Her View May be Skewed, but She Knows Life on the Streets
By Fred Dickey
San Diego Union-Tribune
May 29, 2017
Most of the time, she’s clear-headed and has an overview of homelessness that would cause the mayor to take notes.
But then her sense of direction starts to drift and Cat Howie’s thoughts go through Alice’s Door in the Tree, and she’s smelling flowers in the enchanted garden.
Cat is a 63-year-old, San Diego-born homeless woman who is small, wiry and percolating. If she’s in the room, you’ll know it, but not in an irritating way. Her real name is Leona, but call her that only if you’re armed.
Cat has a pretty good idea who she is. She will tell you she has a “borderline personality disorder” with the aplomb of saying blue is her favorite color. She is comfortable in her own shoes, though they sometimes pinch her feet.
Cat was a member of a street gang in her youth. She says, “The one thing all gang members have in common is rage within, and it comes from being raised in a dysfunctional family. I went through many, many years of psychological therapy.”
Cat says birthdays and Christmases were fun in her home growing up, but most other times, not so much.
She says she is not an alcoholic or drug addict. I’m convinced she’s telling the truth. If not, the falsehood would be plain to see. In a woman that age, her face wouldn’t be a road map, it’d be a diorama. Her body would be frail, not peppy.
I meet Cat at Serving Seniors on Fourth Avenue in downtown San Diego, where she is in the back of the game room checking her emails. She soon closes her smartphone and we walk over to the First Lutheran Church, where we can talk quietly. She goes there often because the Third Avenue Community Organization (TACO) she frequents is on a floor above.
She knows her way around these streets. It’s where she’s mostly made her home for the past dozen years.
Cat doesn’t ease gently into anything, so she plunges me right into her Disneyland ride of a life. She says she learned not long ago that she has a husband of 45 years who now lives in Wisconsin. It seems when they split years ago, he was supposed to get the divorce, but never got around to it.
“He took off with one of my skanky best friends. I missed her for five years, not him. OK?”
How many children do you have?
“Him and I? None together. But I do have four. The first one, the (father) was murdered, right here on Highway 94 in ’71. Shot by the Mongols. He was the president of the Hells Angels.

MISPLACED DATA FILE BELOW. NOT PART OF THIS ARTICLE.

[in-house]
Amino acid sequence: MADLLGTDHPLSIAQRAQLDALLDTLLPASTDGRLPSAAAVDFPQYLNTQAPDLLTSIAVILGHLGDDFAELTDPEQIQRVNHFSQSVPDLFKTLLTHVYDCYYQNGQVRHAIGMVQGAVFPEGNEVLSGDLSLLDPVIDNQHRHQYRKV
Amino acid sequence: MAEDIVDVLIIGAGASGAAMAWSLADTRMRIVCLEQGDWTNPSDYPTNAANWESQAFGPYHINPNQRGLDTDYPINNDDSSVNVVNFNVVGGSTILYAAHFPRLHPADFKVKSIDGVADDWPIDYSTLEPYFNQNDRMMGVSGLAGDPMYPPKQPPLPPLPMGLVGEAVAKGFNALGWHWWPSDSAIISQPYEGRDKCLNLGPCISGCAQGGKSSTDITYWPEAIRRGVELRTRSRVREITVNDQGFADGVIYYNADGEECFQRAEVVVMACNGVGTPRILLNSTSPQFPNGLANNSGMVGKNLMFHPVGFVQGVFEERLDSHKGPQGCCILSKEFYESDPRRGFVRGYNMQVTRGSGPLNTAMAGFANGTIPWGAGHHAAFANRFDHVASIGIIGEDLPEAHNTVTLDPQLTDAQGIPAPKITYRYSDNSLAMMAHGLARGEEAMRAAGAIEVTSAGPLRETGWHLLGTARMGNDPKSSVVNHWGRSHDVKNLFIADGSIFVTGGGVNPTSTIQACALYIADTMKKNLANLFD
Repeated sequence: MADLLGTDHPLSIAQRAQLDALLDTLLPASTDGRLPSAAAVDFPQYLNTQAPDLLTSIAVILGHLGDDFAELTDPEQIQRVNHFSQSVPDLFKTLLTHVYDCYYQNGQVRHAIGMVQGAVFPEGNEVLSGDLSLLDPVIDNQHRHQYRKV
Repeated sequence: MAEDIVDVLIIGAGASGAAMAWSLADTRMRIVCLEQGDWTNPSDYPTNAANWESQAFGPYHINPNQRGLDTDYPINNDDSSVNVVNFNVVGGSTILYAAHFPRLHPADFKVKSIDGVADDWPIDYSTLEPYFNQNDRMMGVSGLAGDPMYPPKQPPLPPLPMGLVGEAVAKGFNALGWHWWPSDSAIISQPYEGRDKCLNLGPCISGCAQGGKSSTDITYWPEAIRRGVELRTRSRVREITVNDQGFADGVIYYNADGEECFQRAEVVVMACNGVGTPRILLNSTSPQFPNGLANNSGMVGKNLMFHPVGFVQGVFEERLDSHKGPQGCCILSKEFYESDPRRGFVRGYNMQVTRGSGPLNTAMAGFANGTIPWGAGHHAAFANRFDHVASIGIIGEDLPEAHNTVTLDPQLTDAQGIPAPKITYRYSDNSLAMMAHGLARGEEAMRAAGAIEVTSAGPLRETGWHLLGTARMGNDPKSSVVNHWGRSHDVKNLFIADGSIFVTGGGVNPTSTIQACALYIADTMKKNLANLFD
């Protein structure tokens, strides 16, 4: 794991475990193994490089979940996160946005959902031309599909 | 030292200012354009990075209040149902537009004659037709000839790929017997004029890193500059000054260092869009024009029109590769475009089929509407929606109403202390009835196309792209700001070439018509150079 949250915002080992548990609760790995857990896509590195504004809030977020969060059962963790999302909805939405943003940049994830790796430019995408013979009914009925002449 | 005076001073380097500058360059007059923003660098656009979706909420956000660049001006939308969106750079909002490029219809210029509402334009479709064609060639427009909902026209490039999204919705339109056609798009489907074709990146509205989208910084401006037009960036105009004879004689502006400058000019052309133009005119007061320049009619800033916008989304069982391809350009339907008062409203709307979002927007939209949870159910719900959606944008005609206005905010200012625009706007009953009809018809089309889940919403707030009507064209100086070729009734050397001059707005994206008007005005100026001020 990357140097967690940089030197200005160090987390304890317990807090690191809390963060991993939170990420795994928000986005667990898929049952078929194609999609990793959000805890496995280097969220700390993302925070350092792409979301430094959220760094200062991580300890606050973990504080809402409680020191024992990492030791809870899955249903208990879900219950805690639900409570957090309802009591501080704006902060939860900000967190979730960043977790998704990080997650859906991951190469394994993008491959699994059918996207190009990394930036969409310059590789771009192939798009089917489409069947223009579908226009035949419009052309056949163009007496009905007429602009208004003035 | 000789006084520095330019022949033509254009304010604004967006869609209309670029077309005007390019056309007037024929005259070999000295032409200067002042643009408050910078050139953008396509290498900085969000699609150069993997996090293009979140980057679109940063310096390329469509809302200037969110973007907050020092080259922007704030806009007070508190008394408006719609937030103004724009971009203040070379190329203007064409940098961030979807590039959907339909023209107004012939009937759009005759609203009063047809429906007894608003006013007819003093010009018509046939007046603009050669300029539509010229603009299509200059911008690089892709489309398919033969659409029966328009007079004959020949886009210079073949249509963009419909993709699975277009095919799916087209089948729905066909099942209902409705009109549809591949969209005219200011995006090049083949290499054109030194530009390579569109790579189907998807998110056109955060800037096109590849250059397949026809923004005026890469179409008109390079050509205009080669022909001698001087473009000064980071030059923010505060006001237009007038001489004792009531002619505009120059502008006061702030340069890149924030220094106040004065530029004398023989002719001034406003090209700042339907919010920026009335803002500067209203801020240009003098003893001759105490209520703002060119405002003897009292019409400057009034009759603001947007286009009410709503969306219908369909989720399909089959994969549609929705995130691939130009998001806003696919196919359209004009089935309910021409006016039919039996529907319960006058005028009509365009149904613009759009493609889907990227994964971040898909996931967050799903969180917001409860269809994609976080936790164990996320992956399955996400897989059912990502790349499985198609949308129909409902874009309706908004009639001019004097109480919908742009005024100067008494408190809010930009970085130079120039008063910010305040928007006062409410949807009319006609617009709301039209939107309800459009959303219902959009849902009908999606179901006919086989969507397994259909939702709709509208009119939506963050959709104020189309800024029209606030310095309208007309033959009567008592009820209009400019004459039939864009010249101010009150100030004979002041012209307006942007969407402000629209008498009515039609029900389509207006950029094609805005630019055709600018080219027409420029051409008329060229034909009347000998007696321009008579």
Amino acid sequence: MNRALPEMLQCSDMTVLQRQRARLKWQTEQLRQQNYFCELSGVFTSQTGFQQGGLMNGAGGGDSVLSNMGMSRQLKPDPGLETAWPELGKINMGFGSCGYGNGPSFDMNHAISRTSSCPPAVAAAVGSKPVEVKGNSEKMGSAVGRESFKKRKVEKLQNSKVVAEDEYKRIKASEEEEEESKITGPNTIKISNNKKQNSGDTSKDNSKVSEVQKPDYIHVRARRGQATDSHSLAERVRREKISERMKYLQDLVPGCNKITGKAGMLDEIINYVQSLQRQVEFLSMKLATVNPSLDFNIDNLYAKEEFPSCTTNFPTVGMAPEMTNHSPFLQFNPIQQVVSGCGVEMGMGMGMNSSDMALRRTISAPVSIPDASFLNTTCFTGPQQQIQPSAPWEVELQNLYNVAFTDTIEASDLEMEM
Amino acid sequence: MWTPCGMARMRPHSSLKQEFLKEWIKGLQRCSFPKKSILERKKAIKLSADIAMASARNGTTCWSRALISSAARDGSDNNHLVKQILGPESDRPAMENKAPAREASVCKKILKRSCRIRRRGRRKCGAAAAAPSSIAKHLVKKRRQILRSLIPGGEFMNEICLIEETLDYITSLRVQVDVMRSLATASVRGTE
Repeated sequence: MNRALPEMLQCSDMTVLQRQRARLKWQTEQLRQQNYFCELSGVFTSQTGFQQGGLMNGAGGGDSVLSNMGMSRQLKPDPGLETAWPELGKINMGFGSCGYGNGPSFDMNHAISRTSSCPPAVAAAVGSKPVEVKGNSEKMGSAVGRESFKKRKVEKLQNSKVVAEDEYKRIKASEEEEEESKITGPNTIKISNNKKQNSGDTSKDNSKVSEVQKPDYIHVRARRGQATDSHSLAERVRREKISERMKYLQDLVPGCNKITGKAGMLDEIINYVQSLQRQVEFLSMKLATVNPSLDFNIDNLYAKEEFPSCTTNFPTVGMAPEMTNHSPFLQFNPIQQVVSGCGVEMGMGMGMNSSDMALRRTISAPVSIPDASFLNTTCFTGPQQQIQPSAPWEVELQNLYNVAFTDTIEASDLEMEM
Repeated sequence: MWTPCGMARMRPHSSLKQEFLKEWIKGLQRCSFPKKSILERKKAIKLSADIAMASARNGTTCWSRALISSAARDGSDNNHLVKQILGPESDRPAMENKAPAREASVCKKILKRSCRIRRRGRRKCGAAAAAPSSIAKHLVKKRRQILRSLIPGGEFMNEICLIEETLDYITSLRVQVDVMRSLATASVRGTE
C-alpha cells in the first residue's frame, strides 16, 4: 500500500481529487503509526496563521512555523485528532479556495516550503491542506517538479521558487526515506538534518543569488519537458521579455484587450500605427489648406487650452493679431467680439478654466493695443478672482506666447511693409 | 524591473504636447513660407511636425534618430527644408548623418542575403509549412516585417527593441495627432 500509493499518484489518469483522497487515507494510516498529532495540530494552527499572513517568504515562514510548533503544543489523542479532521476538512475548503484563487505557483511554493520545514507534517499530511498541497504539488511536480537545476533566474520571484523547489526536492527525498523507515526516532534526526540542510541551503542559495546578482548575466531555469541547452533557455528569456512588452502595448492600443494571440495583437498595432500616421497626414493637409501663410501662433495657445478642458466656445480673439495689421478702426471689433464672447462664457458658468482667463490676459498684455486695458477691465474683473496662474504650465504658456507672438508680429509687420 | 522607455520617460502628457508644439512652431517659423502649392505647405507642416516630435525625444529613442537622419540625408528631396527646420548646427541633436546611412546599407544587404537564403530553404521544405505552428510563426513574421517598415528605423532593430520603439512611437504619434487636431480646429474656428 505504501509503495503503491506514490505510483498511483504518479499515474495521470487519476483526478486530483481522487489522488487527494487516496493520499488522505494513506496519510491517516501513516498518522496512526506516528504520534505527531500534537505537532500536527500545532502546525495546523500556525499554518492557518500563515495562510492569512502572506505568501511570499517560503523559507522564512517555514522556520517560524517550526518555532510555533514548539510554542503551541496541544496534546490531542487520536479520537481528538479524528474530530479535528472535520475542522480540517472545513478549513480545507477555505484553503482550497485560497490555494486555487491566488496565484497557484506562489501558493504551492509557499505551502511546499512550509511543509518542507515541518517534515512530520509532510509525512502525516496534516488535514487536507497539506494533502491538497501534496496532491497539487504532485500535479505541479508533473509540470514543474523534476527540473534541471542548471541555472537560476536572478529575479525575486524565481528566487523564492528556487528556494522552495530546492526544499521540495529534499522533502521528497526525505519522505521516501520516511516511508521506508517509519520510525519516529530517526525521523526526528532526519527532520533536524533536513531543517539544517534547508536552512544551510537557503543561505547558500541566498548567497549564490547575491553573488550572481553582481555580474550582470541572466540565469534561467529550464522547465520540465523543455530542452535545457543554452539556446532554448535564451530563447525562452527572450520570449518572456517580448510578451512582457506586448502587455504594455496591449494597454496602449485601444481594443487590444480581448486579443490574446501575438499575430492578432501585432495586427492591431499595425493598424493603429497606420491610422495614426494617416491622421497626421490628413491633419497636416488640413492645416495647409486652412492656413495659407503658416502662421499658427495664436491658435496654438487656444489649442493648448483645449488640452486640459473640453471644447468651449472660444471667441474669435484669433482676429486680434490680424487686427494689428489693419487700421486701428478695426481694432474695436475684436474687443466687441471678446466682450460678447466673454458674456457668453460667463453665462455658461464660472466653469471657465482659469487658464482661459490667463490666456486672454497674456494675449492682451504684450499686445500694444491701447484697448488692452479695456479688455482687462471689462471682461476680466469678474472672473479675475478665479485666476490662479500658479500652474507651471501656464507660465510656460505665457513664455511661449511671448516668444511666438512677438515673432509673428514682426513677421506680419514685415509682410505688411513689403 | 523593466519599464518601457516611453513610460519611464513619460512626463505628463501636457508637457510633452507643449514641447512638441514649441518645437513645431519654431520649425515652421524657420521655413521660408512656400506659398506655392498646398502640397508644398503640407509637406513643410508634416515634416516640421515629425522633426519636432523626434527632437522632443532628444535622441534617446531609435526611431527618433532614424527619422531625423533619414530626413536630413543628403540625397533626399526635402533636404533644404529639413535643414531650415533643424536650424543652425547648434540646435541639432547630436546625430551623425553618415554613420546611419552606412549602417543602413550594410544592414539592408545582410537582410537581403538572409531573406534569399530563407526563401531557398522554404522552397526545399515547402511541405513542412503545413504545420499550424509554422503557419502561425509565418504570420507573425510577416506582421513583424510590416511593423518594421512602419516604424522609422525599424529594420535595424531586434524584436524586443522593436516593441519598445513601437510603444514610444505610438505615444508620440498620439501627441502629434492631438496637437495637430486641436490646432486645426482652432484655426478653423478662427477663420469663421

“That’s my first kid’s dad. My second kid’s dad, I don’t remember his name anymore. I hope I wrote it on the birth certificate. My third kid lives in Santee and that’s where I get my last name from.
“I married her father and had her. We got a divorce and then I found out in 2013 that I wasn't divorced from my first husband.
“I had committed bigamy and didn’t know it,” she says, incredulous and slightly amused at the idea.
She finishes the tally: “The fourth child is just a cowboy.”
I guess that means some guy rode in and then rode out.
How you might react to Cat would depend on your values and baggage — empathy, amusement, disgust. Regardless, she’d shrug, or maybe laugh.
Cat has command presence and strides downtown streets like the General Patton of the downtown theater of homeless operations.
Her possessions are in a shopping cart so overloaded it could benefit from extra wheels like a semi. It includes a tent, clothing and all the accoutrements of her lifestyle. A full inventory would bog us down.
She’s all teched-up. She tweets, has two email addresses and carries two smartphones to make sure at least one is always in working order.
She makes do on a Social Security disability pension of something more than $900 per month. She relies on a “free clinic” for health care, especially for acupuncture. Medi-Cal is her back-up.
From observation, she seems well regarded by both the other homeless and those who serve that population. Two-thirds of the time, Cat says things worth hearing. The part of society we call “real” would be intolerant of the remaining third.
She says she has a degree from the University of Washington in biological chemistry, but it’s under a fake name. I see no reason to question.
Cat may trip over the occasional fact that gets in her way, but she knows what she thinks, and she knows how she feels. She’s not shy about either.
At the moment, Cat has a festering indignation about a run-in with San Diego’s finest. The record states that on April 19, 7:27 a.m., at 1400 Third Ave., she was arrested for illegal lodging.
The violation she committed was erecting and sleeping in her tent on public property. What’s curious is that she was given a time-out in the slammer for what ordinarily could be just a ticket.
“Me and the cops played a little word game,” she says with an impish grin.
Cat plans to fight the charge. Her court date is scheduled for the morning of July 17 in the downtown courthouse. I suggest the judge get a good night’s sleep.
The arrest segues into a related topic. Erecting and dismantling a four-man tent can’t be an easy job for an older woman. She employs it because it’s big enough to sleep in and protect her goods from theft.
She says, “One man I know had everything ripped off and was left with only the underwear he had on.”
So, why doesn’t she take her monthly income and move into what’s called an SRO (single room occupancy) hotel?